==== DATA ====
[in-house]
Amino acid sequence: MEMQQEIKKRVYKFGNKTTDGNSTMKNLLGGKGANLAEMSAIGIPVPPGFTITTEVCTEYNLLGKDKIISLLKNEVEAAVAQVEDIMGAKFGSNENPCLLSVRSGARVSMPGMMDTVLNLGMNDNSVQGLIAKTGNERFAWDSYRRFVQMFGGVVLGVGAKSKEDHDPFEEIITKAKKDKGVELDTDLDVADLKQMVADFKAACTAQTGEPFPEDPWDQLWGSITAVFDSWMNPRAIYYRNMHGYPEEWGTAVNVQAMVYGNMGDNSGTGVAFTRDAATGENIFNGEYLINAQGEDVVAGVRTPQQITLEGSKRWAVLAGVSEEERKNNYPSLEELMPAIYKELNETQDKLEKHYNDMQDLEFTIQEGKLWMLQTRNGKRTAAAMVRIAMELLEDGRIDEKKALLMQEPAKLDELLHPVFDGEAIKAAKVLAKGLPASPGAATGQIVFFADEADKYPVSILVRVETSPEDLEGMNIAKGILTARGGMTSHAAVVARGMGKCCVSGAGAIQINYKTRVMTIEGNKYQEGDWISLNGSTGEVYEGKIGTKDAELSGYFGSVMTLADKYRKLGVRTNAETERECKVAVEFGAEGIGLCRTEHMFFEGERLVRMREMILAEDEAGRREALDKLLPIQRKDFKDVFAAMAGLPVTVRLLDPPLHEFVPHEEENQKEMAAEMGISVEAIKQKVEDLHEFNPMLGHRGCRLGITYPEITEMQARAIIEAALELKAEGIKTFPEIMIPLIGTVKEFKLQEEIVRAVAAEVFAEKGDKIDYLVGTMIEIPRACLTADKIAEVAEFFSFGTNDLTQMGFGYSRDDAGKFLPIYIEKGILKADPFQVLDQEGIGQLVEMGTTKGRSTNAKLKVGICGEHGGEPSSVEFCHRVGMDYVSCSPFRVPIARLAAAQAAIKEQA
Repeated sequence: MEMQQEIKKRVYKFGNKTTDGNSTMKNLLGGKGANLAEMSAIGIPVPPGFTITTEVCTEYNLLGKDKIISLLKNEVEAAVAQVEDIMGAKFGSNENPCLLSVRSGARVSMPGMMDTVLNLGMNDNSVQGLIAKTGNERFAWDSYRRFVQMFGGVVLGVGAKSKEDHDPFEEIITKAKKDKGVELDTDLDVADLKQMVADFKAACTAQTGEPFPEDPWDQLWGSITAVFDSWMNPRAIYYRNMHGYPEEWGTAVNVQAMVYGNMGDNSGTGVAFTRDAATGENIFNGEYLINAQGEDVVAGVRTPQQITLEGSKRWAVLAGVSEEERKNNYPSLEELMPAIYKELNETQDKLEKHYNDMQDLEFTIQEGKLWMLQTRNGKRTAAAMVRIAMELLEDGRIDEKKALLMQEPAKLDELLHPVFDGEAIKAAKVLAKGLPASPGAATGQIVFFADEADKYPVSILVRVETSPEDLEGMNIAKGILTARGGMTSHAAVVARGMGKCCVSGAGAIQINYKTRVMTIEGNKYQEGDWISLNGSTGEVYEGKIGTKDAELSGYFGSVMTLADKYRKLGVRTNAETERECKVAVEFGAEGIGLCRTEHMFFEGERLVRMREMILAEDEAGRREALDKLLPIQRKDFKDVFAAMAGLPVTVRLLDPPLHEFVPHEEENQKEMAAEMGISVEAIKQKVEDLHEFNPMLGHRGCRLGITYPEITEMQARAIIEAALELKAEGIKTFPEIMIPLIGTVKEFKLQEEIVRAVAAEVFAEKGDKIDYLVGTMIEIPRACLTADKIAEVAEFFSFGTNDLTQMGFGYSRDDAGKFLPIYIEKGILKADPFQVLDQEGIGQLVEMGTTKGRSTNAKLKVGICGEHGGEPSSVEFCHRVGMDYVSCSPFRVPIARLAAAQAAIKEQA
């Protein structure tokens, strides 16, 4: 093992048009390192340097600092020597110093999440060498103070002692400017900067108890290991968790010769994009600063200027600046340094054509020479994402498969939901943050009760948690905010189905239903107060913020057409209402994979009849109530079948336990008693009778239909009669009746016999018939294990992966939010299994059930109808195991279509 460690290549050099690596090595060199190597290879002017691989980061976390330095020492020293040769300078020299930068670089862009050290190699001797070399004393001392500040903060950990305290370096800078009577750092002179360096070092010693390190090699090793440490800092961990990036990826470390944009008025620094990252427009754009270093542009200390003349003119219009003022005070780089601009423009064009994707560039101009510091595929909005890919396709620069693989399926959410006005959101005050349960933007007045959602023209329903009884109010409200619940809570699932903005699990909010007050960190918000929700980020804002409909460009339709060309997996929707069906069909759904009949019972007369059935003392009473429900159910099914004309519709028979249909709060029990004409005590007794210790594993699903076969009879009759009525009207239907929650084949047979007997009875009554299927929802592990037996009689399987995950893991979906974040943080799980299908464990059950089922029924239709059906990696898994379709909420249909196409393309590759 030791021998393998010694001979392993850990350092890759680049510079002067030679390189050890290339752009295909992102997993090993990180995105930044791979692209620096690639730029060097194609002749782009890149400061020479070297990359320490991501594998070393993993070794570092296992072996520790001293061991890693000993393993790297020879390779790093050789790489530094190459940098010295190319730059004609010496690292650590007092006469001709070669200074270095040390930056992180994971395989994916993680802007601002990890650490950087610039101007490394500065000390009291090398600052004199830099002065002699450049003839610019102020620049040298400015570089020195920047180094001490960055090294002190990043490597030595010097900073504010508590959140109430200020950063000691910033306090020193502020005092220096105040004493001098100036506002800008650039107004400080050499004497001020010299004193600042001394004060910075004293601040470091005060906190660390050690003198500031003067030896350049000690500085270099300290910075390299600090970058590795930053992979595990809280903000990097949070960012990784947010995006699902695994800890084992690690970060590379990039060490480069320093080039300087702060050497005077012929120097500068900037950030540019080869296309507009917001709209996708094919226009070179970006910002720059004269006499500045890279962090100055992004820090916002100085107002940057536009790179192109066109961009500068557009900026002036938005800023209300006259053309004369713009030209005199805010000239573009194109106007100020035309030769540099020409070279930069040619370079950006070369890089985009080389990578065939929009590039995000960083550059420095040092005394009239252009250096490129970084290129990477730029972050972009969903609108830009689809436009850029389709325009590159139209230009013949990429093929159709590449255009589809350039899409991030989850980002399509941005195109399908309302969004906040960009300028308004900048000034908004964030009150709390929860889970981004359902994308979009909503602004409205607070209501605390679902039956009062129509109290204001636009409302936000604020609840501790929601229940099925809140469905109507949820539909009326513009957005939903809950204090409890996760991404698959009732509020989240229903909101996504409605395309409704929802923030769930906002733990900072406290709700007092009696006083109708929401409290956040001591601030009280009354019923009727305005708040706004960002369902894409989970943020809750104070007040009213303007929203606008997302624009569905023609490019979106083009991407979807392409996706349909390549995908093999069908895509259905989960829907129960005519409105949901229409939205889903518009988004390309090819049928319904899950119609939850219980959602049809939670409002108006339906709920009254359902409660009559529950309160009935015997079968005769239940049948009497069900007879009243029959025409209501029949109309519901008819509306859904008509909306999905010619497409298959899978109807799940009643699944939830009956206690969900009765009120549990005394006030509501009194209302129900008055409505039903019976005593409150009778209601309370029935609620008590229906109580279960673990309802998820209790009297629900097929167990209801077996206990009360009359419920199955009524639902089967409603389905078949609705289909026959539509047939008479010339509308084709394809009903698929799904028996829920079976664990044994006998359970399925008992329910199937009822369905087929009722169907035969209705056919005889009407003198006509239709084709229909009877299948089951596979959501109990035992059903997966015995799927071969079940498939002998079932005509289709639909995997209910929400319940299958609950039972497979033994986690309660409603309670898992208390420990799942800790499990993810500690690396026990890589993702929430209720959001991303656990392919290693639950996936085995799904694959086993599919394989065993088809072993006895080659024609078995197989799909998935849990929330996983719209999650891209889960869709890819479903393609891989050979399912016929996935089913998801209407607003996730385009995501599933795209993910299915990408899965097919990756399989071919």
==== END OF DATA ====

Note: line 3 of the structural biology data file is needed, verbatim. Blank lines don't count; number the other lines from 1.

Repeated sequence: MEMQQEIKKRVYKFGNKTTDGNSTMKNLLGGKGANLAEMSAIGIPVPPGFTITTEVCTEYNLLGKDKIISLLKNEVEAAVAQVEDIMGAKFGSNENPCLLSVRSGARVSMPGMMDTVLNLGMNDNSVQGLIAKTGNERFAWDSYRRFVQMFGGVVLGVGAKSKEDHDPFEEIITKAKKDKGVELDTDLDVADLKQMVADFKAACTAQTGEPFPEDPWDQLWGSITAVFDSWMNPRAIYYRNMHGYPEEWGTAVNVQAMVYGNMGDNSGTGVAFTRDAATGENIFNGEYLINAQGEDVVAGVRTPQQITLEGSKRWAVLAGVSEEERKNNYPSLEELMPAIYKELNETQDKLEKHYNDMQDLEFTIQEGKLWMLQTRNGKRTAAAMVRIAMELLEDGRIDEKKALLMQEPAKLDELLHPVFDGEAIKAAKVLAKGLPASPGAATGQIVFFADEADKYPVSILVRVETSPEDLEGMNIAKGILTARGGMTSHAAVVARGMGKCCVSGAGAIQINYKTRVMTIEGNKYQEGDWISLNGSTGEVYEGKIGTKDAELSGYFGSVMTLADKYRKLGVRTNAETERECKVAVEFGAEGIGLCRTEHMFFEGERLVRMREMILAEDEAGRREALDKLLPIQRKDFKDVFAAMAGLPVTVRLLDPPLHEFVPHEEENQKEMAAEMGISVEAIKQKVEDLHEFNPMLGHRGCRLGITYPEITEMQARAIIEAALELKAEGIKTFPEIMIPLIGTVKEFKLQEEIVRAVAAEVFAEKGDKIDYLVGTMIEIPRACLTADKIAEVAEFFSFGTNDLTQMGFGYSRDDAGKFLPIYIEKGILKADPFQVLDQEGIGQLVEMGTTKGRSTNAKLKVGICGEHGGEPSSVEFCHRVGMDYVSCSPFRVPIARLAAAQAAIKEQA